Top positive review
16 September 2015
In the effort to erase her shock and regret over an intense love affair which has ended in tragedy, Paula is persuaded by the charismatic Winston Peabody III to assist him in preparing the case to be heard at the Hague for the recently war-torn state of North Darrar in its boundary dispute with its larger, more influential neighbour Darrar. Is this work as ethical as it sounds, is North Darrar a cause worth defending, and how will Paula be affected by this assignment?
Michela Wrong’s experience as an award-winning journalist explains why this deeply serious and intelligent novel often reads more like scripts for Radio 4’s “From our own correspondent” than creative writing. She combines her understanding of damaging colonial legacies, the corrupting effect of power on new regimes, however idealistic they may have been at the outset, and the cynical manipulation by self-interested Western states, to create a “North Darrar” with a very convincing sense of place, brought to life with vivid descriptions of landscapes in the Eritrea on which this novel is based. There are many insights and powerful moments, such as her sense of being trapped when prevented by a soldier from taking her customary evening run out into the plains, or the rendezvous at the “Tank Graveyard”, “a chilling indictment of superpower policy” where a local man explains the “geology” of the place, “like a quarry…our warmongering history caught in the sedimentary layers” of different weaponry from the days of the old Darrar Empire, the Italian conquest and British occupation to the latest civil war, with even some downed Soviet MiGs buried in there.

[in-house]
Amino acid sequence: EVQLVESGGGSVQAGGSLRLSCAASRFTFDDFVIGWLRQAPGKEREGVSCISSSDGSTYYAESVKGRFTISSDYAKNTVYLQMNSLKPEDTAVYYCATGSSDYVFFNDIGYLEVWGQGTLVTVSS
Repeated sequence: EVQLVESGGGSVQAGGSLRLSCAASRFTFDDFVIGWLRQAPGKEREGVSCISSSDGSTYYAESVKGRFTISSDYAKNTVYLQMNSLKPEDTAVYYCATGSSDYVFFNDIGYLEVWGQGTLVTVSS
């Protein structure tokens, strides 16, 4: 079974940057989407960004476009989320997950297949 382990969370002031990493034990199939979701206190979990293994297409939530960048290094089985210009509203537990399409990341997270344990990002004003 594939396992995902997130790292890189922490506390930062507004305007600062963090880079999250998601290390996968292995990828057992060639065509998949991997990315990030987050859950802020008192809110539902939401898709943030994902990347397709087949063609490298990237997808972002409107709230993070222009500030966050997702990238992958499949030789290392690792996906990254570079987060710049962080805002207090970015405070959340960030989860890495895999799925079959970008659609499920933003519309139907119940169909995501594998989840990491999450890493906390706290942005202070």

I agree that this often reads like a tense legal thriller, and even when it slackens off into scenes of office and expatriate social life it rings true. A slight problem for me is that all the characters – mostly Africans – have the same very articulate but somewhat stilted “voice” which seems to be that of the author contriving opportunities to give us information. I realise that Paula is intended to be a driven, prickly individual but her motives, for the action which got her arrested, for instance, seem insufficiently developed. The weakest part for me is her relationship with the impossibly wealthy and well-connected American Jake Wentworth. Recalled in disjointed flashbacks, the descriptions of their physical love often appear quite corny and clichéd, even hollow since it is unclear whether there really was anything more than sexual attraction. Is one meant to feel that Jake was a selfish man, a symbol of casual Western dominance, who “couldn’t” leave his wife, was attracted to clever, high-achieving women but unable to cope with their success, wanting a mistress in a cosy hideaway where he could rely on seeking comfort on his terms? The last chapter may focus too much on “tying up loose ends” in Paula’s life, although its sense of anticlimax may again be part of the book’s realism.
Overall, this is worth reading, and very timely in this period of widespread civil war outside the “developed world” and massive refugee problems. It is well-structured, but one is constantly reminded that it is a novel by an analytical, facts-driven non-fiction writer, lacking that elusive spark of creative imagination.